# Explain what this function does

Can anyone explain, at a level that a novice C programmer would understand, what this function does?

unsigned getunsigned(unsigned char *bufp, int len) {
unsigned value = 0;
int shift = 0;
while (len--) {
value |= *bufp++ << shift;
shift += 8;
}
return value;
}

I guess the line that's giving me the most trouble to wrap my head around is:

value |= *bufp++ << shift;

Also, can anyone provide a way to re-write this so that it is more clear for an inexperienced C programmer to understand?

I found this code online while doing research for an assignment and I prefer not to use it unless I understand fully what it's doing and how it's doing it.

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*bufp++ should be cast to unsigned before the left-shift. Otherwise, it is promoted to int by default, and, when the shift is for the highest byte, the result may exceed what is representable in an int. Then the behavior is undefined. –  Eric Postpischil Dec 5 '12 at 10:14

This is taking successive bytes from the buffer pointed to by bufp, and putting them into value.

The value |= *bufp++ << shift; is taking the value at bufp (i.e., the char at the address bufp is pointing at) and ORing it with 8 bits of value. Then it's incrementing bufp to point go the next byte in the buffer. After that, it adds 8 to shift -- that's what determined which 8 bits of value the new bytes gets ORed. I.e., shift starts as 0, so in the first iteration, the first byte of bufp replaces the bottom 8 bits of value (replaces, because they're starting out as 0). In the next iterator, the next byte of bufp gets shifted left 8 bytes, to replace the next 8 bits of value, and so on for len bytes.

Aside: if len is greater than sizeof(unsigned), this is going to write past the end of value, causing undefined behavior.

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I understand now. Thanks for your detailed explanation. –  Justin Kredible Dec 5 '12 at 15:44
value |= *bufp++ << shift;

is equivalent to

value = value | (*bufp << shift);
bufp++;
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@rekire. No, not at all. You should do a little reading on how bitwise OR works. The only time they would be equivalent, is if the bitwise intersection (AND) of the operands was zero. In other words, 0x10 | 0x04 == 0x10 + 0x04 == 0x14. But 0x10 | 0x10 != 0x10 + 0x10 –  Jonathon Reinhart Dec 5 '12 at 6:16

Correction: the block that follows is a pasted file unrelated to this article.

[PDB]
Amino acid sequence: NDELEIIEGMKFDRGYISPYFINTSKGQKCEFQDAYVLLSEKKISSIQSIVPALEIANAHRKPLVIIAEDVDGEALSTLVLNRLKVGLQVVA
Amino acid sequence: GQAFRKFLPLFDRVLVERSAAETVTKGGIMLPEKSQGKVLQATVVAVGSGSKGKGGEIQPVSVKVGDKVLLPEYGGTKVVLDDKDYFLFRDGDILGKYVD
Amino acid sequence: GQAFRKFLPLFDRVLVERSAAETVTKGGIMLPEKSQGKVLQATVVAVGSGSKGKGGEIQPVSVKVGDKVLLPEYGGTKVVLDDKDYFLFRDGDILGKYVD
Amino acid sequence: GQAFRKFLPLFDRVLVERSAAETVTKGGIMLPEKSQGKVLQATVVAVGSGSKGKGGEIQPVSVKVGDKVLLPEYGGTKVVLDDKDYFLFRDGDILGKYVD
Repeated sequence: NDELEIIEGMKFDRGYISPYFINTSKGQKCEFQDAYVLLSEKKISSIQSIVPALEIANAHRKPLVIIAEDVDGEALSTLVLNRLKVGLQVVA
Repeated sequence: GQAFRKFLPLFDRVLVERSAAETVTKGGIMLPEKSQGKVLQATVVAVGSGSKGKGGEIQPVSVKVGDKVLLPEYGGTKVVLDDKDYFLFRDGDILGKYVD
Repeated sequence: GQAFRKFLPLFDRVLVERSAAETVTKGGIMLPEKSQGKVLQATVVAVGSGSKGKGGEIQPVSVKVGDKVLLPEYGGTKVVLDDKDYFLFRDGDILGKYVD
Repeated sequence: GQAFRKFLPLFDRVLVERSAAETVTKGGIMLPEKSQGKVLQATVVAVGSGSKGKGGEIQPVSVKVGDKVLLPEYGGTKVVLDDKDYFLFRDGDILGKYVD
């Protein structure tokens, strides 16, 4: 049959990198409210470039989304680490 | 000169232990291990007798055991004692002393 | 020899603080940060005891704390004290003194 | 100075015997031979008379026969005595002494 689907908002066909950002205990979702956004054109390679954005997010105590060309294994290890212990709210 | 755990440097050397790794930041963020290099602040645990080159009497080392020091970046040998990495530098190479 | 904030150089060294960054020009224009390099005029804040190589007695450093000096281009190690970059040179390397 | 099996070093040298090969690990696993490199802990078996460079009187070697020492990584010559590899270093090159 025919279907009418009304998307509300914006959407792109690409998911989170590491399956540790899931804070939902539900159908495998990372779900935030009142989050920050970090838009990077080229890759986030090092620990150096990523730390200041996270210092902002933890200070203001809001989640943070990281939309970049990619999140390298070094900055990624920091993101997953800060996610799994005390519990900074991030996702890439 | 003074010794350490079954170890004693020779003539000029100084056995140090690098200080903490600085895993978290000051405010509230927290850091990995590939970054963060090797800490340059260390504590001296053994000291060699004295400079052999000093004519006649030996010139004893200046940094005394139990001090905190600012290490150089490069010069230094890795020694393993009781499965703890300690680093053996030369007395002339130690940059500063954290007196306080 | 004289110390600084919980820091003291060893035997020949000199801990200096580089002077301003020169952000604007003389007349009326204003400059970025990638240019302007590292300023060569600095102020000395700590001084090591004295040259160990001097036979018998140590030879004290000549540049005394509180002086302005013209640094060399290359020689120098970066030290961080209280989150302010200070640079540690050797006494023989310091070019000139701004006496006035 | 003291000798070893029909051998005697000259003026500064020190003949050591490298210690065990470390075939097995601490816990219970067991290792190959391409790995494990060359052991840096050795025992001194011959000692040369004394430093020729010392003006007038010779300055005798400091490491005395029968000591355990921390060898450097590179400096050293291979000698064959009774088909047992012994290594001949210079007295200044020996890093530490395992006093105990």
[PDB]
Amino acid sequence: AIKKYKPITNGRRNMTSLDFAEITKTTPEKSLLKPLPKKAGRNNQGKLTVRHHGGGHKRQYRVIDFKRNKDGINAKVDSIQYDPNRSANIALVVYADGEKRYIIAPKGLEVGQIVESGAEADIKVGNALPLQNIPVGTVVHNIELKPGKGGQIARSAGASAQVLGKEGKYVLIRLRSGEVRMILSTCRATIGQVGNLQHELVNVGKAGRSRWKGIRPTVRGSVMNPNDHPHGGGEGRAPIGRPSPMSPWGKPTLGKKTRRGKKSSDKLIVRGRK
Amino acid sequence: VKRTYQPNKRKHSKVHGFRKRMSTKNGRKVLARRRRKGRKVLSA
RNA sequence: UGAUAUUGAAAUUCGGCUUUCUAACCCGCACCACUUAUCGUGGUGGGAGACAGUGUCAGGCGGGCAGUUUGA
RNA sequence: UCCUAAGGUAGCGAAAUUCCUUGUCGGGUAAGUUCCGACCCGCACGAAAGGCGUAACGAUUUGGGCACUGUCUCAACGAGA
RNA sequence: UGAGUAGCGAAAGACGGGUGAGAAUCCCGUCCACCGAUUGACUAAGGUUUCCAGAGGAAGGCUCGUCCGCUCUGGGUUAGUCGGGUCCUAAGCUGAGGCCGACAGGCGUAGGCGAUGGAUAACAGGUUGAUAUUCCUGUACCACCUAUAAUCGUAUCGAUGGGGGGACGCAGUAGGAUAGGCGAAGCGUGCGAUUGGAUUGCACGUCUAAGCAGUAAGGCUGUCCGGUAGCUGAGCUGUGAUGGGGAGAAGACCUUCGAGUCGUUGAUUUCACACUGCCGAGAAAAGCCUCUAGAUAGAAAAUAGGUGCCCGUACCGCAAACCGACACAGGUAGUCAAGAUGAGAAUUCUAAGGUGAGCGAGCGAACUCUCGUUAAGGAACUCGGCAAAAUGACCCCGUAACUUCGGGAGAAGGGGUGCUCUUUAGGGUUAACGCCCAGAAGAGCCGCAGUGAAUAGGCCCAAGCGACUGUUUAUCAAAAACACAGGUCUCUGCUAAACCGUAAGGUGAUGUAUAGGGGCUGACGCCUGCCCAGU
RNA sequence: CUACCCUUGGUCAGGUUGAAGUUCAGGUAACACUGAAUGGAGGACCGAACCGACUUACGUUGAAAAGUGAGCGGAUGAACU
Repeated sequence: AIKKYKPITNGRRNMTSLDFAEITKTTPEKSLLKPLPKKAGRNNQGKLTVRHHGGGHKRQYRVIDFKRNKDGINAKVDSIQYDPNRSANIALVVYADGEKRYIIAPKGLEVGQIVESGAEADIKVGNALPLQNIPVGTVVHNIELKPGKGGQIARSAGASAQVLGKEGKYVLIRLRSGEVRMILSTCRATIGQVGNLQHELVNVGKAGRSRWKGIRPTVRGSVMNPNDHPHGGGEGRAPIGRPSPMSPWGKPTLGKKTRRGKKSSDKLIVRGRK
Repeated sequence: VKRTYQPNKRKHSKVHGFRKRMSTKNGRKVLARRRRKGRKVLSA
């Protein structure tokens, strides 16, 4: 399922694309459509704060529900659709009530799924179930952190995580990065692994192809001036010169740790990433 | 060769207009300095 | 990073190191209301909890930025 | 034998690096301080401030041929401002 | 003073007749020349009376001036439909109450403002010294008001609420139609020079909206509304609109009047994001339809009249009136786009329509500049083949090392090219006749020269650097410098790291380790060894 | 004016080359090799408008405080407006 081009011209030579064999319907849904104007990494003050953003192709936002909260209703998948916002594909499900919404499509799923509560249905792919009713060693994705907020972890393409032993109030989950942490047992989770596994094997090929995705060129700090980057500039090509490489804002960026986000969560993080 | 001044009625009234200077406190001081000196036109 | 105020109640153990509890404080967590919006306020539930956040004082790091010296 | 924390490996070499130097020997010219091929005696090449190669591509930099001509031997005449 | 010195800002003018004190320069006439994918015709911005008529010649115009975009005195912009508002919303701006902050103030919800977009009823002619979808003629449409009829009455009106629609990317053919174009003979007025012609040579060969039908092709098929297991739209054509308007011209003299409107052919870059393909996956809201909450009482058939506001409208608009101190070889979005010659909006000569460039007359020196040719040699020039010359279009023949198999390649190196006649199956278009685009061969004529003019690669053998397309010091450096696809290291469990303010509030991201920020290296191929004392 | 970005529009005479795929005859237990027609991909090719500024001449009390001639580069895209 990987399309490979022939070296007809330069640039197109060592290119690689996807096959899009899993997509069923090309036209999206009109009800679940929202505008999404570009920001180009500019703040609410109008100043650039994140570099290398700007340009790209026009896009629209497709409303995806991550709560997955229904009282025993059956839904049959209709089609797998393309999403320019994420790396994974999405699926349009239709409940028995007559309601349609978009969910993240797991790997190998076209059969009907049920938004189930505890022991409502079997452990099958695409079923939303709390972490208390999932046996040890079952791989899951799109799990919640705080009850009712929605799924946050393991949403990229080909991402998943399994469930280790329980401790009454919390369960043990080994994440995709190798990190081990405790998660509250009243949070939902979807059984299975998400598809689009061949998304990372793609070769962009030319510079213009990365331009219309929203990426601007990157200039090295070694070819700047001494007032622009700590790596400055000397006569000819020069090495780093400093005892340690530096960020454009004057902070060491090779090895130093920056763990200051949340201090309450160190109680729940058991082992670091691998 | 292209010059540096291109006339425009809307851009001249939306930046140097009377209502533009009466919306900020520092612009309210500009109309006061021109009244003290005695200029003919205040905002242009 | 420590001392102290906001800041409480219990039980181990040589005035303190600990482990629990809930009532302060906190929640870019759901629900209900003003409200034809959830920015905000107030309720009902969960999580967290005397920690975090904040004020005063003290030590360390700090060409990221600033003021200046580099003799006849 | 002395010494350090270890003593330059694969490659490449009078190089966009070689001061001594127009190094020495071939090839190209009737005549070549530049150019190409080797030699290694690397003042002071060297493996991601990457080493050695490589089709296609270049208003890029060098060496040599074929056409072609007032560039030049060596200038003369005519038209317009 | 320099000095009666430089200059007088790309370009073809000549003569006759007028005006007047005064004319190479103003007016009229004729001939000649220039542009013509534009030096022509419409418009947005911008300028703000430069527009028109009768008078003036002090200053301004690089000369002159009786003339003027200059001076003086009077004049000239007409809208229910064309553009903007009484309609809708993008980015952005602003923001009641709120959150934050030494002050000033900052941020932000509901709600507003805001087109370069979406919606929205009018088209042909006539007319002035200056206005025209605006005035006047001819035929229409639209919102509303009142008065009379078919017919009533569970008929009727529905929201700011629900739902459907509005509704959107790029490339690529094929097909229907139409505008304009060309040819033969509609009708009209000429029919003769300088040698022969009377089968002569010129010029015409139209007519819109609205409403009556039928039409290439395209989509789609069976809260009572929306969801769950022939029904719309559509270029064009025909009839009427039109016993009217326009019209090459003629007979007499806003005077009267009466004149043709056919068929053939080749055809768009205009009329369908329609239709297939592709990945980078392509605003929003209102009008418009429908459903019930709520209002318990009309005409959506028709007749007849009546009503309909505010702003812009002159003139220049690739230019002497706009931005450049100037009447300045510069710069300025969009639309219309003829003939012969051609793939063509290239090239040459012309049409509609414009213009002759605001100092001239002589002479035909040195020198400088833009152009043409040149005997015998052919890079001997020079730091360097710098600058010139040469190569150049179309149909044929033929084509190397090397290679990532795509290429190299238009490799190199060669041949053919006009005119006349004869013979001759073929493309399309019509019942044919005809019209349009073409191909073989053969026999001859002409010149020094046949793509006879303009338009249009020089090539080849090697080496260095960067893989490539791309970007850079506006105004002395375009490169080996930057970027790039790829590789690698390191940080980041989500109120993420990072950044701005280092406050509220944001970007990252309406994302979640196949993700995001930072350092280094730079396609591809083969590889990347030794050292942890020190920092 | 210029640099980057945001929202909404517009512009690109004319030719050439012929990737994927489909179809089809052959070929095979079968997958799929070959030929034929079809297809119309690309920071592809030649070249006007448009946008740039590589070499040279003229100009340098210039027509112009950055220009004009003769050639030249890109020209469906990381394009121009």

Actually, it is equivalent to value = (uint8_t)(value | ((int)*bufp << shift)); bufp++; because of integer promotions. In this particular case, I don't think the integer promotions will cause any bugs though. –  Lundin Dec 5 '12 at 7:58
@Lundin: When *bufp is promoted to an int and left-shifted, it may produce a value not representable in an int. Then the behavior is undefined. –  Eric Postpischil Dec 5 '12 at 10:10
@EricPostpischil Only if the original uint8_t contained a negative value, but it cannot do that, it can only hold values from 0-255. So that's why this particular case will work (out of luck). –  Lundin Dec 5 '12 at 10:27
@Lundin: First, it is an unsigned char, not a uint8_t. Second, if the vale is, for example, 0x80, and is shifted 24 bits in a 32-bit int, the result would be 0x80000000. This is not representable in a 32-bit int, so the result is undefined per C 2011 6.5.7 4. –  Eric Postpischil Dec 5 '12 at 11:38
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value |= *bufp++ << shift;

is equivalent to

value =  value | (*bufp << shift);
bufp++;

first value at bufp is shifted to the value in shift and the resultant is ORed | with value and then bufp is incremented.

At last value of shift is changed by shift +=8 means shift = shift + 8

So it takes all the bytes in the bufp because while loop won't terminate until len becomes 0.

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